Todd Solondz’s Life During Wartime screens Saturday night and Sunday morning at the New York Film Festival; tickets are still available. The film is currently without distribution.
Todd Solondz’s first two features—Welcome to the Dollhouse (1995) and Happiness (1998)—were, in retrospect, movies tethered to their era. A pair of nasty little black comedies, they aimed their sarcasm and contempt at the complacency that had once again settled into America’s suburbs after the brief, downbeat interlude of the Bush I recession. What distinguished these films from the postwar tradition of Cheever and Updike, though, was Solondz’s aggressive anti-humanism. Targeting the sacred cows of Clinton-era political correctness, Solondz was intent on blaming the victims too. At a time when “womyn” was in wide accepted usage on college campuses, it bordered on subversive to offer up a character like Dawn Weiner, the bullied nerd of Dollhouse who is hardly more likable than her classmate-tormentors.
Life During Wartime, Solondz’s fifth feature as a writer-director, is a sequel to Happiness, as well as a transparent bid to reclaim his status as an indie darling. (His most recent films, 2001’s Storytelling and 2004’s Palindromes, were both critical disappointments.) But in casting back to his prime, and in re-imagining the foibles of Happiness’s loosely connected group of sexually frustrated people, Solondz isn’t likely to please anyone beyond his dwindling fan base.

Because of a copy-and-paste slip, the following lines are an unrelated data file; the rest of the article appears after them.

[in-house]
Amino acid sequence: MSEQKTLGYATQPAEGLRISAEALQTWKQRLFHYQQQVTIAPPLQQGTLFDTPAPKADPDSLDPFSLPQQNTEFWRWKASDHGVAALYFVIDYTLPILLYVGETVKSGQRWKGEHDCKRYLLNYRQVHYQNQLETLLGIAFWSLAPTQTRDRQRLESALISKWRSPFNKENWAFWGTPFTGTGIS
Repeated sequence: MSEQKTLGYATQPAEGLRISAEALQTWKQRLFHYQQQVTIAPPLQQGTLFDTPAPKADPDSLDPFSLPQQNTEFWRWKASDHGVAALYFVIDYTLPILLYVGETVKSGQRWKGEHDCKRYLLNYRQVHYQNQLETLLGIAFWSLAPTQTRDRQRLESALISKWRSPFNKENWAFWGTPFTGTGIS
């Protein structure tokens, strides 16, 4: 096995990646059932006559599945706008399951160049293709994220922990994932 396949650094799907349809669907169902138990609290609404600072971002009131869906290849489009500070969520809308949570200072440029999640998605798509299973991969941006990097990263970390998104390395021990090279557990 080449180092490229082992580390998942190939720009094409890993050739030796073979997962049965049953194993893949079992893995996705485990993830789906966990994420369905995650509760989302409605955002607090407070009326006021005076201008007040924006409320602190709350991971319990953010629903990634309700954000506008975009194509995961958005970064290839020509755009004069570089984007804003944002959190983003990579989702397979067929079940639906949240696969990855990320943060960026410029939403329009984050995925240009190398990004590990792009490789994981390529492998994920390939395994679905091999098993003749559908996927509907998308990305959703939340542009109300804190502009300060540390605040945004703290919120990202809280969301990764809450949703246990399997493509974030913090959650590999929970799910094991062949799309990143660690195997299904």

That’s not to say that Life During Wartime isn’t quite funny in places. Solondz’s gift for the unexpected one-liner still has the power to sting or delight, accordingly. (In the first scene, a lapsed druggie pledges to do “no more cocaine, no more crack, no more crack cocaine.”) But Life During Wartime is primarily amusing for its stunt casting. Although Solondz has brought back nearly all of Happiness‘s original characters (including a dead one), his deviant’s gallery is embodied this time by a new roster of actors.
Which inevitably invites the viewer to measure each performance for its similarities and its differences. (“We all have our pluses and our minuses,” as Philip Seymour Hoffman’s pervert put it, to a murderer, in Happiness.) So… Ciarán Hinds plays Bill the pedophile more menacingly than Dylan Baker did. Allison Janney does an earthier take than Cynthia Stevenson on Bill’s ex-wife. Ally Sheedy, playing a writer “crushed at the enormity of my success,” completely outdoes Lara Flynn Boyle in projecting narcissism (no small feat). And in the role of the sniveling doormat Joy, suffice to say that Shirley Henderson is no Jane Addams.
As entertainment goes, this game of compare-and-contrast has its limits. It may distract those familiar with Solondz’s work from the recycled nature of this movie’s plot, but it won’t do much for those who have never seen Happiness. The flawed but ambitious Storytelling at least marked a new direction, turning the filmmaker’s misanthropic gaze inward, and thus charting new ethical territory. But Life During Wartime, like its predecessor Palindromes, depends on its gimmicks.
Happiness deserves to be remembered more fondly than the imitations it has since spawned, which include everything from American Beauty, released a year later, to 2006’s odious Little Children. But Solondz’s vision of American pettiness, amid a backdrop of unprecedented economic prosperity, isn’t suited to our lives during wartime.